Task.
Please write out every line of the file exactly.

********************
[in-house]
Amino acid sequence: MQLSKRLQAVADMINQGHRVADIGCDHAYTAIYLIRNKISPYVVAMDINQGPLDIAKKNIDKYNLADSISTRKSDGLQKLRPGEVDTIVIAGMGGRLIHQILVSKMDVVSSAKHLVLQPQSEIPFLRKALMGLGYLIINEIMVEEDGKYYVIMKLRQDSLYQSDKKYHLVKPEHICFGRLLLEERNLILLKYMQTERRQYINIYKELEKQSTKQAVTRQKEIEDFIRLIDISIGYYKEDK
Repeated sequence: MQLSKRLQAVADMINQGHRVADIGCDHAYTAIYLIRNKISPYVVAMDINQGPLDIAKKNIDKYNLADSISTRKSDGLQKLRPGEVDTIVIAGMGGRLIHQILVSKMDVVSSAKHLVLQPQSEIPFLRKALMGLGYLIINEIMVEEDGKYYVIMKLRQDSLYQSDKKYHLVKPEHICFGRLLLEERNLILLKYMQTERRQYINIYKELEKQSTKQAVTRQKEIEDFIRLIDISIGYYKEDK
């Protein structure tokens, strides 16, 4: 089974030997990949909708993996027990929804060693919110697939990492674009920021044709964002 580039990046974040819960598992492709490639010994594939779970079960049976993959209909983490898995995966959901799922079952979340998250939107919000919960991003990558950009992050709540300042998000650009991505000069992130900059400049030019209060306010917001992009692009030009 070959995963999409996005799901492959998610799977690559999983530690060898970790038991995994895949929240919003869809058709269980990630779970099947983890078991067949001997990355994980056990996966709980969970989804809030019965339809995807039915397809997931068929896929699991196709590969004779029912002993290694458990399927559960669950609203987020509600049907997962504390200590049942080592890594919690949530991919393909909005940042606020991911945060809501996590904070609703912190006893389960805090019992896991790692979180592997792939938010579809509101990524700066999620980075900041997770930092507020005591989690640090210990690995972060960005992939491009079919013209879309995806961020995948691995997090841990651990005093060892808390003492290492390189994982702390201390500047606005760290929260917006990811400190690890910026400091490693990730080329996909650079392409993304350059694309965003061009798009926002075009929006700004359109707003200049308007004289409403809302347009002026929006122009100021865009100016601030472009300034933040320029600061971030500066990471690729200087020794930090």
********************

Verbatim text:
[in-house]
Amino acid sequence: MQLSKRLQAVADMINQGHRVADIGCDHAYTAIYLIRNKISPYVVAMDINQGPLDIAKKNIDKYNLADSISTRKSDGLQKLRPGEVDTIVIAGMGGRLIHQILVSKMDVVSSAKHLVLQPQSEIPFLRKALMGLGYLIINEIMVEEDGKYYVIMKLRQDSLYQSDKKYHLVKPEHICFGRLLLEERNLILLKYMQTERRQYINIYKELEKQSTKQAVTRQKEIEDFIRLIDISIGYYKEDK
Repeated sequence: MQLSKRLQAVADMINQGHRVADIGCDHAYTAIYLIRNKISPYVVAMDINQGPLDIAKKNIDKYNLADSISTRKSDGLQKLRPGEVDTIVIAGMGGRLIHQILVSKMDVVSSAKHLVLQPQSEIPFLRKALMGLGYLIINEIMVEEDGKYYVIMKLRQDSLYQSDKKYHLVKPEHICFGRLLLEERNLILLKYMQTERRQYINIYKELEKQSTKQAVTRQKEIEDFIRLIDISIGYYKEDK
């Protein structure tokens, strides 16, 4: 089974030997990949909708993996027990929804060693919110697939990492674009920021044709964002 580039990046974040819960598992492709490639010994594939779970079960049976993959209909983490898995995966959901799922079952979340998250939107919000919960991003990558950009992050709540300042998000650009991505000069992130900059400049030019209060306010917001992009692009030009 070959995963999409996005799901492959998610799977690559999983530690060898970790038991995994895949929240919003869809058709269980990630779970099947983890078991067949001997990355994980056990996966709980969970989804809030019965339809995807039915397809997931068929896929699991196709590969004779029912002993290694458990399927559960669950609203987020509600049907997962504390200590049942080592890594919690949530991919393909909005940042606020991911945060809501996590904070609703912190006893389960805090019992896991790692979180592997792939938010579809509101990524700066999620980075900041997770930092507020005591989690640090210990690995972060960005992939491009079919013209879309995806961020995948691995997090841990651990005093060892808390003492290492390189994982702390201390500047606005760290929260917006990811400190690890910026400091490693990730080329996909650079392409993304350059694309965003061009798009926002075009929006700004359109707003200049308007004289409403809302347009002026929006122009100021865009100016601030472009300034933040320029600061971030500066990471690729200087020794930090």